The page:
A critique of a kind of 'moral realism' that is in fact a rather thinly disguised version of global historicist idealism. If you don't like the idea that facts are hard and values are soft, you can pump up the values to make them as hard as the facts or soften down the facts to make them as soggy as the values. Lovibond prefers the latter strategy. After some critical remarks about Lovibond's book (including its implicit authoritarianism) I conclude with (...)
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  26.  69
    Replies to Brewer, Gupta, and McDowell.Susanna Siegel - forthcoming - Philosophical Issues.
    "The Uneasy Heirs of Acquaintance" is my first-round contribution to a 4-way exchange with Bill Brewer, Anil Gupta, and John McDowell. In the first round, each of us writes a commentary on the other three, and in the second round we reply to each other's first-round contributions. This is my second-round contribution.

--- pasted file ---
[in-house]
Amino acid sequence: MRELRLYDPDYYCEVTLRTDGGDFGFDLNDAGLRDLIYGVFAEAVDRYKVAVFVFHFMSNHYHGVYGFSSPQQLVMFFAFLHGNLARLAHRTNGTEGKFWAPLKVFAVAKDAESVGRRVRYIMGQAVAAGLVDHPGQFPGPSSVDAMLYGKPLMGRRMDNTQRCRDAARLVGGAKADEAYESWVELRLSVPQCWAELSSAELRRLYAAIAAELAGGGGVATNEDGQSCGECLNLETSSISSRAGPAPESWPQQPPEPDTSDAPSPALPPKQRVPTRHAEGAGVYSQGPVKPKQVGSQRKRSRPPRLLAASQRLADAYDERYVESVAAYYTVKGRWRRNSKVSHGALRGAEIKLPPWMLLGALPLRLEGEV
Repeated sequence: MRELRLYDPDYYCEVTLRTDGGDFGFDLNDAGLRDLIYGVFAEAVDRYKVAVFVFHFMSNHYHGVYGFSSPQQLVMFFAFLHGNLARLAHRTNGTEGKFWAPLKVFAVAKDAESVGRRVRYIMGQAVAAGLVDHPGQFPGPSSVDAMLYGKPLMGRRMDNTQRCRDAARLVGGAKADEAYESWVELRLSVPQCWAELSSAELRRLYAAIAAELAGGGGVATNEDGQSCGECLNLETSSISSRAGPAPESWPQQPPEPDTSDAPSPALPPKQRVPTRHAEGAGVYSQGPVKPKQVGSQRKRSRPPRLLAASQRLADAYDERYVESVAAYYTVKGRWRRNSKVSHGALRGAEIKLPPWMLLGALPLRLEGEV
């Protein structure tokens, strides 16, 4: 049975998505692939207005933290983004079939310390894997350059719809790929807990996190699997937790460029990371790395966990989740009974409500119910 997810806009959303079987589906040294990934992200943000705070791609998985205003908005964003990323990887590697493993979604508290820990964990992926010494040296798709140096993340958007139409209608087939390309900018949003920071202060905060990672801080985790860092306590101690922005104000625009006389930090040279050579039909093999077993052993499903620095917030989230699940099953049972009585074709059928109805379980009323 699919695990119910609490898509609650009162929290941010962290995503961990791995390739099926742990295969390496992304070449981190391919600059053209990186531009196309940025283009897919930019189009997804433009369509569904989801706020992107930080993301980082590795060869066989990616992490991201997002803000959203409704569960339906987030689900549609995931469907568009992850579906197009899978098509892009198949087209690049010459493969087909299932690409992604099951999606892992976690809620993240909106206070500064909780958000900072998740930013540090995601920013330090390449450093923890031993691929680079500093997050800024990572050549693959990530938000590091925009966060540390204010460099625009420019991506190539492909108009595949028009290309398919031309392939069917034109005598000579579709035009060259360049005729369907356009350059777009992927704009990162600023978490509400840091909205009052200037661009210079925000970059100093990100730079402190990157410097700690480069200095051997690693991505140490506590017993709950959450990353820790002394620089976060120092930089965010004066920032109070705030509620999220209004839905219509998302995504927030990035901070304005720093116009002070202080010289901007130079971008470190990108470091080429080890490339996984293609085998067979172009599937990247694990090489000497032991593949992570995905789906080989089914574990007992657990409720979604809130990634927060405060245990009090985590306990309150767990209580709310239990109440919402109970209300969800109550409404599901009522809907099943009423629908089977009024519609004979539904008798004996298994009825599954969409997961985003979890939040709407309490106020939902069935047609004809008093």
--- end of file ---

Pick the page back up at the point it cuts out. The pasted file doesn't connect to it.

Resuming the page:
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  27.  52
    Rethinking Hegel's Conceptual Realism.W. Clark Wolf - 2018 - Review of Metaphysics 72 (2):331-70.
    In this paper, I contest increasingly common "realist" interpretations of Hegel's theory of "the concept" (der Begriff), offering instead a "isomorphic" conception of the relation of concepts and the world. The isomorphism recommended, however, is metaphysically deflationary, for I show how Hegel's conception of conceptual form creates a conceptually internal standard for the adequacy of concepts. No "sideways-on" theory of the concept-world relationship is envisioned. This standard of conceptual adequacy is also "graduated" in that it allows for a lack of (...)